Charlie's Angels: Full Throttle

Reviewed By wintermute
Posted 07/08/03 01:25:40

"The Sports Illustrated Swimsuit Edition of movies"
3 stars (Average)

I have often thought that, given an unlimited amount of money, McG would be able to conceive, execute and film some of the most eye-catching stunts in the history of cinema. Unfortunately, Hollywood has realized that such a film would probably most resemble the disjointed dreams of a schizophrenic, with a complete absence of narrative or structure. What led them to these conclusions? Films like Charlie's Angels 2: Full Throttle

Don't get me wrong - I enjoyed this film. It's always fun to spot the bright colours, whirling cameras and unnecessary slow motion that have become staples of McG's 'hipster' film making. You get the impression that he is the embodiment of Hugh Grant's character in About a Boy: someone who could tell you what cross trainers to buy, or what cd's are cool, but other than that, unable to offer any advice regarding the emotional or spiritual plane of human existence. McG's characters smile when they are happy and cry when they are sad, and at the end, there is a big group hug and everything is ok. Strip away the violence, loud music and skimpy clothing and in essence what we have here is an extended children's tv program, without the moral or safety lesson.

But is this a bad thing? Is it written in some rule book on some dusty shelf that all films must contain an elaborate subtext wherein the 'auteur' crams as much meaningful social, spiritual or political commentary as possible? Must we see a fully developed character arc? Is there no room for ass jokes in our modern multiplexes?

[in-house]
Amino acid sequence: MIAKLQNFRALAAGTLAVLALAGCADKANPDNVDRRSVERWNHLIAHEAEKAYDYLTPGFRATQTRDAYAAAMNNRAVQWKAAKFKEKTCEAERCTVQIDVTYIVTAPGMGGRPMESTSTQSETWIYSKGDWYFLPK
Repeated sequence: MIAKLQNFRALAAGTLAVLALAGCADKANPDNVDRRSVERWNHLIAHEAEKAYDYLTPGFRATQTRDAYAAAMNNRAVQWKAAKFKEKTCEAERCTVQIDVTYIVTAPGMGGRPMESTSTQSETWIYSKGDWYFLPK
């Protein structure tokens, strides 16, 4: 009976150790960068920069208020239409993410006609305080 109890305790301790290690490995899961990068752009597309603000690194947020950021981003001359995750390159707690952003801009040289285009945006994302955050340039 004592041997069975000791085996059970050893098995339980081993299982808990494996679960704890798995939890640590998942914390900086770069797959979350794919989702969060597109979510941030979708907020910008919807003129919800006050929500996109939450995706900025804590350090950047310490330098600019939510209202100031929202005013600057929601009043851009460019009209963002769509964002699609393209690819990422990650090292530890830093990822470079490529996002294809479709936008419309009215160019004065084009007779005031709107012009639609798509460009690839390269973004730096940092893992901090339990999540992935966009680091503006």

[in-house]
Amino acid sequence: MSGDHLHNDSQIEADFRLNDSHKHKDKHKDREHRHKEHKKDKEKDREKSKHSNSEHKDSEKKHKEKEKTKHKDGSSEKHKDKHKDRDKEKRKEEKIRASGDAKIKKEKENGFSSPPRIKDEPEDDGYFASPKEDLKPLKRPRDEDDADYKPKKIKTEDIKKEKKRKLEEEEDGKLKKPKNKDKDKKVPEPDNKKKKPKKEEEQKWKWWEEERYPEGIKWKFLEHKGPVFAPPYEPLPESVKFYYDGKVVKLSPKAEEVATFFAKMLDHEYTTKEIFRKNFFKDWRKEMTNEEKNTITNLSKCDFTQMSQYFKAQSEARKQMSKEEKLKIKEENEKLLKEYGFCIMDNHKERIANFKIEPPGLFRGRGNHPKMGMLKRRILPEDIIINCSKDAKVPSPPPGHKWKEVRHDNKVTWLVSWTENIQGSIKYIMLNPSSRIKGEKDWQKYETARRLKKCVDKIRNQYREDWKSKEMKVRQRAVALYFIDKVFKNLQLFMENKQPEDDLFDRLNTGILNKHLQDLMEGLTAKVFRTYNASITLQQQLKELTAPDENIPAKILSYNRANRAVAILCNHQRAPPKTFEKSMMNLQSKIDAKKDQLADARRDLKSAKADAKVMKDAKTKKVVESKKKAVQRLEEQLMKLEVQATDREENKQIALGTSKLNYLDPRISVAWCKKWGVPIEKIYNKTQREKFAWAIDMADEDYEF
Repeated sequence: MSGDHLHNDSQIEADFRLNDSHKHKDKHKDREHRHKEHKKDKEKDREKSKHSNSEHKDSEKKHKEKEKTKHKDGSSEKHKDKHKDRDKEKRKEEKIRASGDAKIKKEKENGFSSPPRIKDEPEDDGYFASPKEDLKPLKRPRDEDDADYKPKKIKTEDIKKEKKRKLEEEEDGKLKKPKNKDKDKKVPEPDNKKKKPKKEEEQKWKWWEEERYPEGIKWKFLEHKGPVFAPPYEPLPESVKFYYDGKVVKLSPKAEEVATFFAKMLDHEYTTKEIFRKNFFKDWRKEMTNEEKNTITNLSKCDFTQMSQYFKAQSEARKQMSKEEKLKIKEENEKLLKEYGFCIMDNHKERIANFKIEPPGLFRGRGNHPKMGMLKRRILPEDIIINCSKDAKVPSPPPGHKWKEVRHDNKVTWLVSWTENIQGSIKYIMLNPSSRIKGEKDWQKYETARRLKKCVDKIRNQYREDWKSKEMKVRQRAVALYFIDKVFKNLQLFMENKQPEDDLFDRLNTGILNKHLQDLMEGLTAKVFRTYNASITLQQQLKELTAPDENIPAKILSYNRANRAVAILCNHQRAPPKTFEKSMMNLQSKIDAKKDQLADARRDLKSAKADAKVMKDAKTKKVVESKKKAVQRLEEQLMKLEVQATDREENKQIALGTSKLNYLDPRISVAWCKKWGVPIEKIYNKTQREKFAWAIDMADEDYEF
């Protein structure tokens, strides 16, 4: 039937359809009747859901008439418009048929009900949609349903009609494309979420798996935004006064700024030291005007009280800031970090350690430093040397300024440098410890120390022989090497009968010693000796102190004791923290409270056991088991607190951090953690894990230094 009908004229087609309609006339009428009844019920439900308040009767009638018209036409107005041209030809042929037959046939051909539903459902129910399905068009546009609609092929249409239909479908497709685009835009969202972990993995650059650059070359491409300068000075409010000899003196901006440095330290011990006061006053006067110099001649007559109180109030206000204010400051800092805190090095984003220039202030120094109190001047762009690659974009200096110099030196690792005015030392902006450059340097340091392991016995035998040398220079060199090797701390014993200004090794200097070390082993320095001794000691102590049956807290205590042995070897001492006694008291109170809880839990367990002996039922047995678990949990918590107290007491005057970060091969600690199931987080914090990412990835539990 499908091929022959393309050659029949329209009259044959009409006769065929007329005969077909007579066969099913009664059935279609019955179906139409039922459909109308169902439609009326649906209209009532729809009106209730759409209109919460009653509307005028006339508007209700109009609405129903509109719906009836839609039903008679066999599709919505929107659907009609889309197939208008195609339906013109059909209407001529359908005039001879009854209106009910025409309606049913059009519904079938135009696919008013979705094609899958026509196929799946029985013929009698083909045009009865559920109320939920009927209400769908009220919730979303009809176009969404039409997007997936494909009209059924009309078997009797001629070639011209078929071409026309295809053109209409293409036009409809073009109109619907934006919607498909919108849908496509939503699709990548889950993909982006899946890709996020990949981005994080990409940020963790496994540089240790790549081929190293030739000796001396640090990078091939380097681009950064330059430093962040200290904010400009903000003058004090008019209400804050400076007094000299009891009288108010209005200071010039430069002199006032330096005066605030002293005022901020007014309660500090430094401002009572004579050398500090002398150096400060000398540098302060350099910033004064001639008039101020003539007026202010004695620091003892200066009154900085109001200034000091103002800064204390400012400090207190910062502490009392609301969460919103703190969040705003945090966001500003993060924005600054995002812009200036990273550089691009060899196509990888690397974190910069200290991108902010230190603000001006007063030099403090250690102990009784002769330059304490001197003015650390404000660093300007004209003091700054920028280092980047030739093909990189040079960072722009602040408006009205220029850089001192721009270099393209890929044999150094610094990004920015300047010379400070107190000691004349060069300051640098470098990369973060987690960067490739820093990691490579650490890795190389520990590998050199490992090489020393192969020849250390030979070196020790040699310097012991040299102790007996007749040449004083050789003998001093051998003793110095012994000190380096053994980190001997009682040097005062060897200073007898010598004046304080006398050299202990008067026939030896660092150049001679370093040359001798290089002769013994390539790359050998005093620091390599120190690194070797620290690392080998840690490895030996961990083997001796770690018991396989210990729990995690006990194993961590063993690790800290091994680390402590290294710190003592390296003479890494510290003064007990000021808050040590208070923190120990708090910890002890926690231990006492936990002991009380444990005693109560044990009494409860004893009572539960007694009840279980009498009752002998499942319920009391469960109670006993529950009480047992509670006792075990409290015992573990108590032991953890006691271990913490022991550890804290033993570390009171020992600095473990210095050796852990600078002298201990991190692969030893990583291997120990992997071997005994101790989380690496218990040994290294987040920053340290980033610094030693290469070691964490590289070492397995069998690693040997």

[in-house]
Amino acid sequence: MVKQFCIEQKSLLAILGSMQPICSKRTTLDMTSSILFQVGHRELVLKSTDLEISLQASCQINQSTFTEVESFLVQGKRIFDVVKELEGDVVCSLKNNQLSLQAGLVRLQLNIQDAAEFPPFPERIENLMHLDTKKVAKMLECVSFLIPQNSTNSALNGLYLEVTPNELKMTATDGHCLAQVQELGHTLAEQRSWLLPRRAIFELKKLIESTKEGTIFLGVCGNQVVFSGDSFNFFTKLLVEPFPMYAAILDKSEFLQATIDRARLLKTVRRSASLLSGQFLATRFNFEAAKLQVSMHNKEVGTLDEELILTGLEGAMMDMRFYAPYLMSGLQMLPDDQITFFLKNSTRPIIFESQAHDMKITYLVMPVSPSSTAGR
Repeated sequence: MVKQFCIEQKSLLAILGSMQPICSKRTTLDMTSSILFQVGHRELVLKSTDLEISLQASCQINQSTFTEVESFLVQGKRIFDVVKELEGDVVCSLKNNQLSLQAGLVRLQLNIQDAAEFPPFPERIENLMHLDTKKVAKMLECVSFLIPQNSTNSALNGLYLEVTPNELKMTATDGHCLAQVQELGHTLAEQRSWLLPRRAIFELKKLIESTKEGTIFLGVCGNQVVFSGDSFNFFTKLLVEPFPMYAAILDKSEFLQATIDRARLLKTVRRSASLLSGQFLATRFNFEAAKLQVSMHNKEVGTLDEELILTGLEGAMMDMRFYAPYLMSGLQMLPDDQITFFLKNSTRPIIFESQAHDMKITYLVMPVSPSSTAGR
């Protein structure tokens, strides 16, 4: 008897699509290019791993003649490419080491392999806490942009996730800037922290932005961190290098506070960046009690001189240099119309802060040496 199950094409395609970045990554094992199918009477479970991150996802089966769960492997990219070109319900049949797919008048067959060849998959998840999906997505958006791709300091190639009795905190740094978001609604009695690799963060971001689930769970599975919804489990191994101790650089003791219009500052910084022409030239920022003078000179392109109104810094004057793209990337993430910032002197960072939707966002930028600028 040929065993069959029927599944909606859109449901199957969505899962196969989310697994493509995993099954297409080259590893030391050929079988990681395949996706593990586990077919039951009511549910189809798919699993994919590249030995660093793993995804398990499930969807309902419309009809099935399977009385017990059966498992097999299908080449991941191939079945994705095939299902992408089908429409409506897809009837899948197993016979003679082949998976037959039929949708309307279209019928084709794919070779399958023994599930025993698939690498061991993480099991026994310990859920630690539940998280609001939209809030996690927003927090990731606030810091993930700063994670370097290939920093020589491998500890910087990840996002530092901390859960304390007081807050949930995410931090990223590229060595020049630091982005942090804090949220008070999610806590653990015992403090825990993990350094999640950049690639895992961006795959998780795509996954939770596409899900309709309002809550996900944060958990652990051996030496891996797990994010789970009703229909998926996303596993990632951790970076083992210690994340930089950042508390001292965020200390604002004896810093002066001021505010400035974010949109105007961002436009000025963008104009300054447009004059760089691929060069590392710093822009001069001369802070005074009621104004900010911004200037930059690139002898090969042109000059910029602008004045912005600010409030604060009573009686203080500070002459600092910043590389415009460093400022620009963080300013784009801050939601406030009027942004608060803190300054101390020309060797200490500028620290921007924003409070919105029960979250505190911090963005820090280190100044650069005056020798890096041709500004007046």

McG is certainly an auteur, but he is painting with a different brush. His characters are defined in short introductory vignettes and never deviate more than a few feet from their pre-destined path - the cheerful Angel is bubbly and airheaded, the sultry Angel is man hungry and sentimental, and the icey Angel is intellectual and detached. That's just how it is, and if you want to see a film where the cheerful Angel becomes self aware and the intellectual Angel learns to love, then write it and film it yourself. If you want to see a film where some detective chicks get to try on a lot of different costumes and blow stuff up, then you are in the right place.

McG excels at constructing elaborate set pieces and letting his characters lose to play in them. His ability to instantly set the tone of a scene, though suggestive colour, quick camera shots delineating the most important aspects of the new environment, and music allows him to corral his audience and tie them to his hyperactive point of view. Yes, his Angels get to change costumes more often than I shower in a given week, but every feather boa and leather pantsuit is another brick in the complicated architecture of McG's personal style, and every explosion is merely the exclamation point at the end of his sentence.

A note, however, on the most noticeable casting choice in the film. Bernie Mac is clearly out of his element. Whereas Bill Murray, one of the funniest beings born of a human mother, was more than capable of adapting his free-form funniness to the wacky antics of his Angel flock, Mac stutters and stumbles his way through his lines and is so self conscious I honestly thought he himself was going to yell 'cut' at any time. This is unfortunate, since he is such a gifted comedian. But if Robin Williams has taught us anything, it's that you've got to pick your roles.

McG should seriously consider branching out into travel documentaries. His incendiary colour choice and fast paced editing style could make even the state of Nebraska seem deadly, dangerous and exciting. And no one would complain if Nebraska had no plot.

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